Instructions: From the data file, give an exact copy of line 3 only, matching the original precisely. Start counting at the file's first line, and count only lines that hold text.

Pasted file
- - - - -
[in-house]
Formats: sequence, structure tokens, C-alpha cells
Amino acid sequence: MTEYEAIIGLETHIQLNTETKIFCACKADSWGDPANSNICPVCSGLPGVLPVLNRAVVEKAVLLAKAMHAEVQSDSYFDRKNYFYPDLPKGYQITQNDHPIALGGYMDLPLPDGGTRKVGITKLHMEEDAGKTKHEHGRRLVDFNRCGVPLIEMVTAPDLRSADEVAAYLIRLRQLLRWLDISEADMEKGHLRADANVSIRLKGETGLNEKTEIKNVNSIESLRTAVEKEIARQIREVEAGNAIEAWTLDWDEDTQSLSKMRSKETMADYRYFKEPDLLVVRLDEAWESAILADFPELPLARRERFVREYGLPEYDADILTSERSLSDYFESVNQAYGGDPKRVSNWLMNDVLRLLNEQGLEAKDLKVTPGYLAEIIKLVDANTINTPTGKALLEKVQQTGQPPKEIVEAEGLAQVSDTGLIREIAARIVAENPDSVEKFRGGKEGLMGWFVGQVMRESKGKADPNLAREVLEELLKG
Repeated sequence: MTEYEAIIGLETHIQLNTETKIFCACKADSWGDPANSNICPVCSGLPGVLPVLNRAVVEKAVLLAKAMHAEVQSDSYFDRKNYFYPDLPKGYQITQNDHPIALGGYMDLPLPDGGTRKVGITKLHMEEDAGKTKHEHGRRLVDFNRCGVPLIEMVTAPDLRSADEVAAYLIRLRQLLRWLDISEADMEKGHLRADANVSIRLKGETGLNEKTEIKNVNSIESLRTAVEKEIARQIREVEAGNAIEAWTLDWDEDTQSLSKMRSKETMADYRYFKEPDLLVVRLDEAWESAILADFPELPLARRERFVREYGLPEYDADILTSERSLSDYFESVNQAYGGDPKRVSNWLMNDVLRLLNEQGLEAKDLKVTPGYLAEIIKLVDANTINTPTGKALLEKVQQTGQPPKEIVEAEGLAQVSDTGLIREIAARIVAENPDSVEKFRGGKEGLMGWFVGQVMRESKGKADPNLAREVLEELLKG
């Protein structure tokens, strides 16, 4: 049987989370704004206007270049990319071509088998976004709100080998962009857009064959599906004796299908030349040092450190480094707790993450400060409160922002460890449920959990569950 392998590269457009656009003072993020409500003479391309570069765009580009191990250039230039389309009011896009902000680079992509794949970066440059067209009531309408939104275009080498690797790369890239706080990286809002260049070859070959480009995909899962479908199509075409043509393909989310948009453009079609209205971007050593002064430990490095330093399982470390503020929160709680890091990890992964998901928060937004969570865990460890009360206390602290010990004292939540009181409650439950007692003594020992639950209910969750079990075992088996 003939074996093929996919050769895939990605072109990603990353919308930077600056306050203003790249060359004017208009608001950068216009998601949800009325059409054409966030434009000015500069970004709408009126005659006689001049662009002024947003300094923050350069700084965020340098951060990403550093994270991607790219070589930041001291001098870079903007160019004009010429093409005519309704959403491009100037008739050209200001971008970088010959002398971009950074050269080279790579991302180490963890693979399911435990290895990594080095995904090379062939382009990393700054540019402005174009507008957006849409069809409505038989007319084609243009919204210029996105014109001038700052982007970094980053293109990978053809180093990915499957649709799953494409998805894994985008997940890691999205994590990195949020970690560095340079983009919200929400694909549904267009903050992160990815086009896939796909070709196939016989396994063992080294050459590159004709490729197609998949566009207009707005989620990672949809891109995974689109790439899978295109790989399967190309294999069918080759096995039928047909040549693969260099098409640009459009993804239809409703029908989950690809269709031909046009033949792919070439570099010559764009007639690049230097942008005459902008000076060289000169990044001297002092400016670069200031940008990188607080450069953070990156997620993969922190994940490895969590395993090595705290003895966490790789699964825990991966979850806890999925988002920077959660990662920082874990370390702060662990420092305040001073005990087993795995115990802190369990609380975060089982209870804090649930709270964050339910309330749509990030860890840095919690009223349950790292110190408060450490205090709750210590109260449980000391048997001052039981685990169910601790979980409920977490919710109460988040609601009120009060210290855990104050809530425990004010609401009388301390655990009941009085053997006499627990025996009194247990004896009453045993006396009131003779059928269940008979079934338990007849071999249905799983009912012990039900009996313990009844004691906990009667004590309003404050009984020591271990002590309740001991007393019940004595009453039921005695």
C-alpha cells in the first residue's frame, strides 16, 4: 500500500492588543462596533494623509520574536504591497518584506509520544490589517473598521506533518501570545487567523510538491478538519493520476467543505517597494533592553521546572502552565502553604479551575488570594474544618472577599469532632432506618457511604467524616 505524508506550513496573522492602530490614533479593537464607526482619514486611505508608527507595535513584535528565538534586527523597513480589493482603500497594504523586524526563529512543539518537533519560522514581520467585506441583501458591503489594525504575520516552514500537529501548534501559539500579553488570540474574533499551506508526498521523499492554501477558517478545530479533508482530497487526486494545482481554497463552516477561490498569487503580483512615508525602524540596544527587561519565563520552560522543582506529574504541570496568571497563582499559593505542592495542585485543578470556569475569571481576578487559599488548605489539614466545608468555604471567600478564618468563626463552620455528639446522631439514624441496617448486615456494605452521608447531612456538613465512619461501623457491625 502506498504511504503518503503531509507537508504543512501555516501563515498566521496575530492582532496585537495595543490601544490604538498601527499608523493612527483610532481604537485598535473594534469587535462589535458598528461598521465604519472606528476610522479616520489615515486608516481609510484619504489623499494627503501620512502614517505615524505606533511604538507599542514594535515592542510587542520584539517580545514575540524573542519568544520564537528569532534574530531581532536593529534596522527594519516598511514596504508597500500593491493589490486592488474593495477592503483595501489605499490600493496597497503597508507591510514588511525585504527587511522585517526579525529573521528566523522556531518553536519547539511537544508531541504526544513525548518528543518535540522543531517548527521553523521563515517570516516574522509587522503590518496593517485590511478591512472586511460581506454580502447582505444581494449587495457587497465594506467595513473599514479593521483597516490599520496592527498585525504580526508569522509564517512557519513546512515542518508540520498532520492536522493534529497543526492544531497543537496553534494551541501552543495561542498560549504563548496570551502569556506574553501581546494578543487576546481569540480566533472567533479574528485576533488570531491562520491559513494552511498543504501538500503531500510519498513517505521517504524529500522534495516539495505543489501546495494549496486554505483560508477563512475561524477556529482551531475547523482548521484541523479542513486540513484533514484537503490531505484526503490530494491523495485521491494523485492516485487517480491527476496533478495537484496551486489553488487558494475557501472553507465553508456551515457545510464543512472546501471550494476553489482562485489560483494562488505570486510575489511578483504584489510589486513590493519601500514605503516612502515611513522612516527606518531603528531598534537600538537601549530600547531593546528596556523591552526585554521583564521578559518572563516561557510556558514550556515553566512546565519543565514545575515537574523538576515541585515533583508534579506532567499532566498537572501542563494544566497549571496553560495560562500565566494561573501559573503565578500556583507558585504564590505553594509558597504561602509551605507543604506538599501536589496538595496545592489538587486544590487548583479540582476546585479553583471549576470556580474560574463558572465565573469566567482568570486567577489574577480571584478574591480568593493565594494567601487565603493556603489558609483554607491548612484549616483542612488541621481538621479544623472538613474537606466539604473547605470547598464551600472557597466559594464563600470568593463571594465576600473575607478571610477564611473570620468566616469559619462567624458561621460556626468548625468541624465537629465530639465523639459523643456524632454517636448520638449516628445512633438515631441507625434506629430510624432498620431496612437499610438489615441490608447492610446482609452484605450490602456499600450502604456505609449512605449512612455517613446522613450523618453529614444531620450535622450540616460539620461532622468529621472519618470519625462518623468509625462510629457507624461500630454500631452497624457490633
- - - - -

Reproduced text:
Amino acid sequence: MTEYEAIIGLETHIQLNTETKIFCACKADSWGDPANSNICPVCSGLPGVLPVLNRAVVEKAVLLAKAMHAEVQSDSYFDRKNYFYPDLPKGYQITQNDHPIALGGYMDLPLPDGGTRKVGITKLHMEEDAGKTKHEHGRRLVDFNRCGVPLIEMVTAPDLRSADEVAAYLIRLRQLLRWLDISEADMEKGHLRADANVSIRLKGETGLNEKTEIKNVNSIESLRTAVEKEIARQIREVEAGNAIEAWTLDWDEDTQSLSKMRSKETMADYRYFKEPDLLVVRLDEAWESAILADFPELPLARRERFVREYGLPEYDADILTSERSLSDYFESVNQAYGGDPKRVSNWLMNDVLRLLNEQGLEAKDLKVTPGYLAEIIKLVDANTINTPTGKALLEKVQQTGQPPKEIVEAEGLAQVSDTGLIREIAARIVAENPDSVEKFRGGKEGLMGWFVGQVMRESKGKADPNLAREVLEELLKG